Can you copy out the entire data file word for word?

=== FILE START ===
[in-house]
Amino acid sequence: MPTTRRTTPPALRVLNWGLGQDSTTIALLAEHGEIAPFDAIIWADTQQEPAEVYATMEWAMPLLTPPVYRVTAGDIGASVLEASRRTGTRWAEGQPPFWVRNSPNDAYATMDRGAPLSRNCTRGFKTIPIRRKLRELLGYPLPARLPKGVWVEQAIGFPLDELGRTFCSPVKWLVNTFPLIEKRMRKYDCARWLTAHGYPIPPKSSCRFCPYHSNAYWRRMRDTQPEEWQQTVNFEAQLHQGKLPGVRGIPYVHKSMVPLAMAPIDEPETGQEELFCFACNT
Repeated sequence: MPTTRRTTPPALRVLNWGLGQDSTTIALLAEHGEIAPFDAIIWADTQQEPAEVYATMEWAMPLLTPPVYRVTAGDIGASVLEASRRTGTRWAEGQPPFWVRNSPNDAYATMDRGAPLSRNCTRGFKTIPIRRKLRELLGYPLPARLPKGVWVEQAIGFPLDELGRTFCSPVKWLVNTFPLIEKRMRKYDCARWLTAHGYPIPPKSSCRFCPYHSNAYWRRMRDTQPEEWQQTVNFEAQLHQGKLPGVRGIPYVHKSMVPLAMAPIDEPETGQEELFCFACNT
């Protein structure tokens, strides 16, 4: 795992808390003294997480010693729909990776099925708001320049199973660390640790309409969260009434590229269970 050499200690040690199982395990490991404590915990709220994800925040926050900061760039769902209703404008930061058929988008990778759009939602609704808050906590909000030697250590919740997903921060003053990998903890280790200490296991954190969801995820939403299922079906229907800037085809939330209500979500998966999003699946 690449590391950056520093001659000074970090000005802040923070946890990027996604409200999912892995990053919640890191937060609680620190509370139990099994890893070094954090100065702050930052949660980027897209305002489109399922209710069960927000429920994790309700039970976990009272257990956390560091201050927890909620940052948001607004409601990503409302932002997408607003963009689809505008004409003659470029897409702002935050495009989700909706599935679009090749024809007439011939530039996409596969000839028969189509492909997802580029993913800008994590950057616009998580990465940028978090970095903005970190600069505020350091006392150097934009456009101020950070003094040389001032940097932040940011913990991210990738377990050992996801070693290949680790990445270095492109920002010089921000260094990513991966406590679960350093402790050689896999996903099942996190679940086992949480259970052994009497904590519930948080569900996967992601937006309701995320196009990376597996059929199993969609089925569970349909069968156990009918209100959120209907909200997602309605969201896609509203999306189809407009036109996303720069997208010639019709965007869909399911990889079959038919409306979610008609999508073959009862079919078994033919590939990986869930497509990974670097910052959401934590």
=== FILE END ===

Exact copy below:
[in-house]
Amino acid sequence: MPTTRRTTPPALRVLNWGLGQDSTTIALLAEHGEIAPFDAIIWADTQQEPAEVYATMEWAMPLLTPPVYRVTAGDIGASVLEASRRTGTRWAEGQPPFWVRNSPNDAYATMDRGAPLSRNCTRGFKTIPIRRKLRELLGYPLPARLPKGVWVEQAIGFPLDELGRTFCSPVKWLVNTFPLIEKRMRKYDCARWLTAHGYPIPPKSSCRFCPYHSNAYWRRMRDTQPEEWQQTVNFEAQLHQGKLPGVRGIPYVHKSMVPLAMAPIDEPETGQEELFCFACNT
Repeated sequence: MPTTRRTTPPALRVLNWGLGQDSTTIALLAEHGEIAPFDAIIWADTQQEPAEVYATMEWAMPLLTPPVYRVTAGDIGASVLEASRRTGTRWAEGQPPFWVRNSPNDAYATMDRGAPLSRNCTRGFKTIPIRRKLRELLGYPLPARLPKGVWVEQAIGFPLDELGRTFCSPVKWLVNTFPLIEKRMRKYDCARWLTAHGYPIPPKSSCRFCPYHSNAYWRRMRDTQPEEWQQTVNFEAQLHQGKLPGVRGIPYVHKSMVPLAMAPIDEPETGQEELFCFACNT
């Protein structure tokens, strides 16, 4: 795992808390003294997480010693729909990776099925708001320049199973660390640790309409969260009434590229269970 050499200690040690199982395990490991404590915990709220994800925040926050900061760039769902209703404008930061058929988008990778759009939602609704808050906590909000030697250590919740997903921060003053990998903890280790200490296991954190969801995820939403299922079906229907800037085809939330209500979500998966999003699946 690449590391950056520093001659000074970090000005802040923070946890990027996604409200999912892995990053919640890191937060609680620190509370139990099994890893070094954090100065702050930052949660980027897209305002489109399922209710069960927000429920994790309700039970976990009272257990956390560091201050927890909620940052948001607004409601990503409302932002997408607003963009689809505008004409003659470029897409702002935050495009989700909706599935679009090749024809007439011939530039996409596969000839028969189509492909997802580029993913800008994590950057616009998580990465940028978090970095903005970190600069505020350091006392150097934009456009101020950070003094040389001032940097932040940011913990991210990738377990050992996801070693290949680790990445270095492109920002010089921000260094990513991966406590679960350093402790050689896999996903099942996190679940086992949480259970052994009497904590519930948080569900996967992601937006309701995320196009990376597996059929199993969609089925569970349909069968156990009918209100959120209907909200997602309605969201896609509203999306189809407009036109996303720069997208010639019709965007869909399911990889079959038919409306979610008609999508073959009862079919078994033919590939990986869930497509990974670097910052959401934590």